Extra help for force

2016-12-13 06:01
The Strandfontein Neighbourhood Watch are now better equipped to deal with crime with the addition of six Law Enforcement auxillary officers. PHOTO: Samantha Lee

The Strandfontein Neighbourhood Watch are now better equipped to deal with crime with the addition of six Law Enforcement auxillary officers. PHOTO: Samantha Lee

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Strandfontein now has six new auxillary Law Enforcement officers roaming the streets with the local neighbourhood watch.

And they can write tickets, issue fines and legally make arrests while on patrol.

As part of a reservist project launched by the City of Cape Town, six dedicated crime-fighting volunteers have gone through the paces to become official Law Enforcement auxillary officers.

Community Policing Forum chairperson Sandy Schuter says the volunteer structures nominated the six individuals to help police.

“Police can’t be everywhere and this way we are giving the neighbourhood watch more authority while on patrol,” says Schuter.

Miranda Lawrence, Evan Pienaar, Wesley Moses, Kendal and Kyle Daniels and Schuter all successfully completed the training.

Lawrence, Pienaar and Moses also put on their gear to join the watch on Friday for a mass patrol in Bayview.

This was also the official introduction of the auxillary officers to the community.

“We have had a problem in Bayview with crime and that is why we chose to start here and show our strength to encourage residents to join us,” says Schuter.

The watch was joined by police, Law Enforcement officers, members of neighbouring watches and several street and block committees from the area.

JP Smith, Mayco member for safety and security, said previously in a statement that the programme was put together to boost operational capacity and secure more feet on the ground without a massive budgetary impact.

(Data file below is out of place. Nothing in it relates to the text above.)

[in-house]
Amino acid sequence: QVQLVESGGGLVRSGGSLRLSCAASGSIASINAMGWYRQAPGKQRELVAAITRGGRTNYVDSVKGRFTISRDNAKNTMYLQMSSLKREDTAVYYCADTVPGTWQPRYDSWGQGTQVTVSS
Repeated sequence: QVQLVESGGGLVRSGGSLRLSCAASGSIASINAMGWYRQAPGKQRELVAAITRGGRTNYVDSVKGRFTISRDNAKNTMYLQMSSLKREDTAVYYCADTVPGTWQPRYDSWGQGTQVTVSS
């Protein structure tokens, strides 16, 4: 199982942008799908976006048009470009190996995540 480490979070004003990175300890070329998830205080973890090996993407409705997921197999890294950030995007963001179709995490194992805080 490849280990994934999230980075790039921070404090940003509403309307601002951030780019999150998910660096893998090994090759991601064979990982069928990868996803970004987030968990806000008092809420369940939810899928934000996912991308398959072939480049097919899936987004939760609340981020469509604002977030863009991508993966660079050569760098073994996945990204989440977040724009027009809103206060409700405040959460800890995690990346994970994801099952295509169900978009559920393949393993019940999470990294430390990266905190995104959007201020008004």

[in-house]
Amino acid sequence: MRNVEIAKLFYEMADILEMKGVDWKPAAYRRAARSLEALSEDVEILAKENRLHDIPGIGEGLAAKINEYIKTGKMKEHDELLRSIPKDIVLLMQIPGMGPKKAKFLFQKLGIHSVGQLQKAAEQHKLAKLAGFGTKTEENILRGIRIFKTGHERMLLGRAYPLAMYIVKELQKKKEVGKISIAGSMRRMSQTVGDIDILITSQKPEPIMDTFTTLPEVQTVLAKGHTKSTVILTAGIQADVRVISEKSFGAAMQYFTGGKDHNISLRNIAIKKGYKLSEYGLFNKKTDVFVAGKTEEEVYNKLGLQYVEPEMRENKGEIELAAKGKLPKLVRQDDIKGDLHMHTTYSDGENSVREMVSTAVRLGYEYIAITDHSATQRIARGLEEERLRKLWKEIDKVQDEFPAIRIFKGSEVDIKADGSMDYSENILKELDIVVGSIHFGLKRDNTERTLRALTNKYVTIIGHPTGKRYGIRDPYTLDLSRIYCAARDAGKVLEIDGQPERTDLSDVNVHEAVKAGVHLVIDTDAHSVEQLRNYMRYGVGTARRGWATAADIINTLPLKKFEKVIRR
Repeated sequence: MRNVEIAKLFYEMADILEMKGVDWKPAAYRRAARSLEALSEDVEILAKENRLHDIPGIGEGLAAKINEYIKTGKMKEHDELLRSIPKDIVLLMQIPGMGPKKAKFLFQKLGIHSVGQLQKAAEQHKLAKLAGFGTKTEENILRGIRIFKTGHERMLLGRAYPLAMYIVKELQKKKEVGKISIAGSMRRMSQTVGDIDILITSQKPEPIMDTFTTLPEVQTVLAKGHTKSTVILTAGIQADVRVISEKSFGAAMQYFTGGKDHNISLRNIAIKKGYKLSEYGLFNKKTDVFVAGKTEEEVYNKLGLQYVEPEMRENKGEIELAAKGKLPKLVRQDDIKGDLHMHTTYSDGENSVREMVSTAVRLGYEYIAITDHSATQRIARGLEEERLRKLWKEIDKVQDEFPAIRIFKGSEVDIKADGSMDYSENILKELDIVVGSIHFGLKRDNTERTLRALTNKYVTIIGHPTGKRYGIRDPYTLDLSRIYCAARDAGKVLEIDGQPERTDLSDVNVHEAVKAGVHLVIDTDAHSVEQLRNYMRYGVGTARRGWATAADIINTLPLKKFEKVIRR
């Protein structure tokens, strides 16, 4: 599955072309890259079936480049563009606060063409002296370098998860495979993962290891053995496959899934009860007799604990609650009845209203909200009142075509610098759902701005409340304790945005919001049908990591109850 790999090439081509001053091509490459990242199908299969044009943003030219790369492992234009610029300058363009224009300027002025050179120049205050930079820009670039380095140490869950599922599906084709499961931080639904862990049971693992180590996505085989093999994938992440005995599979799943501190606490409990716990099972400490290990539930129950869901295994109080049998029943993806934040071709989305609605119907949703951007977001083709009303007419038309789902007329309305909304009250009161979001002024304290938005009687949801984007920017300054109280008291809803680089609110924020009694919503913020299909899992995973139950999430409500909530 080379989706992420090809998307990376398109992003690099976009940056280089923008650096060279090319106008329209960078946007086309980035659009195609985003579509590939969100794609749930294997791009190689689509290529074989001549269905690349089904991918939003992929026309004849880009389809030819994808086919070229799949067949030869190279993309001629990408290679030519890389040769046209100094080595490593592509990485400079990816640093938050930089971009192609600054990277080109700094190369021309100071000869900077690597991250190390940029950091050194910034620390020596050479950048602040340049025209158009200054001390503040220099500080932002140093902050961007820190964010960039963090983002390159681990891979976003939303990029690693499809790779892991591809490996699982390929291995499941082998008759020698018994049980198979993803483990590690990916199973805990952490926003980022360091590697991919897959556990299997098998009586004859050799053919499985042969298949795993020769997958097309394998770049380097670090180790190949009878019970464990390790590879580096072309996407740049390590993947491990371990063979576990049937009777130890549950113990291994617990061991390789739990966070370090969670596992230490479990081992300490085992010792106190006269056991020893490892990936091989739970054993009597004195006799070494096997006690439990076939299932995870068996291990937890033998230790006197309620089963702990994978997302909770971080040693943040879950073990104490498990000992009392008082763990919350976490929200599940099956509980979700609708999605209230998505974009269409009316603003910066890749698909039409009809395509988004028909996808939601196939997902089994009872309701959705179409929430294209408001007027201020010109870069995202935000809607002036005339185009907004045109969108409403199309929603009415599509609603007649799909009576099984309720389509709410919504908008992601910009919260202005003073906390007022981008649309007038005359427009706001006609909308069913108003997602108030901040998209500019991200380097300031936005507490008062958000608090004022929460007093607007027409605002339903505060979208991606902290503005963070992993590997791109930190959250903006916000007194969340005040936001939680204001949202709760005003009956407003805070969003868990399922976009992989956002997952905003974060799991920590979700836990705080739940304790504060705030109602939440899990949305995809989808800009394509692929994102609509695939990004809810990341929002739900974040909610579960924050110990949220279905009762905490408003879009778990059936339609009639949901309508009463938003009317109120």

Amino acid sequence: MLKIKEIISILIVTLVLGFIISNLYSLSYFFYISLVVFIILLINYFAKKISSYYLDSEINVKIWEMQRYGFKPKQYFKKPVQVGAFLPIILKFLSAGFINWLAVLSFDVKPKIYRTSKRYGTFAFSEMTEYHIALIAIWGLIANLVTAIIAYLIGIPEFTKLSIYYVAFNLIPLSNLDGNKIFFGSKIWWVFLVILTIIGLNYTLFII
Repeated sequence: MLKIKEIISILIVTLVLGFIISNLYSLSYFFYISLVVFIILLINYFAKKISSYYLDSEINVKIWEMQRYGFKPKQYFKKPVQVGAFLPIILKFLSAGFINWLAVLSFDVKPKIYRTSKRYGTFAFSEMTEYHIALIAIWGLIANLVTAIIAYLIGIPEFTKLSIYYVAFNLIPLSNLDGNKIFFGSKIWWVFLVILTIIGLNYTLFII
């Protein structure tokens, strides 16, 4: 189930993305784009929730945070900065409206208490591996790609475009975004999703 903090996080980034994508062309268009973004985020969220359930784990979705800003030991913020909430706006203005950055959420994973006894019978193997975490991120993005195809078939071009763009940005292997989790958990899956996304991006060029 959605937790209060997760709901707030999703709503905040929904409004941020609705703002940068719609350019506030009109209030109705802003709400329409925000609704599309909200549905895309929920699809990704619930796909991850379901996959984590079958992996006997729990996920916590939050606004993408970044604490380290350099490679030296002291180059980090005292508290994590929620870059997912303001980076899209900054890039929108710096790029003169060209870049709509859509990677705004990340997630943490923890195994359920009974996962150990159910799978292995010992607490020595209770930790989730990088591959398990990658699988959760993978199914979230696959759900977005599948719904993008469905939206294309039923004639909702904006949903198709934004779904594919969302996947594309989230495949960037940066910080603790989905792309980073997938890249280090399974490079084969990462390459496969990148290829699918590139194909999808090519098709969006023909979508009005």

“The volunteer auxiliary officers are being recruited from neighbourhood watch structures across the city and will work a minimum of 16 hours a month, without compensation. They will be deployed under supervision of experienced Law Enforcement officers in accordance with the City’s needs, but will also patrol their own communities,” Smith said.

Those who completed the programme received a City staff number – allowing them to write tickets – and a reflector vest.

In 2013 the first 16 officers signed their volunteer agreements and received their appointment certificates. Several other classes have also graduated since and have started with active patrols.

“We hope to grow our volunteer Law Enforcement component to 400 in the next two years to augment our policing efforts across the metropole, benefiting all of Cape Town’s residents,” Smith said.

Schuter says they are looking to allocate more members for the programme in future and encourage all other watches to do the same.

Schuter says wished to thank Leon Wentzel and Linda Gantsho and all other officers for their support and the intensive training.

The volunteers will also be active during the festive season, maintaining a high visibility alongside permanent officers.

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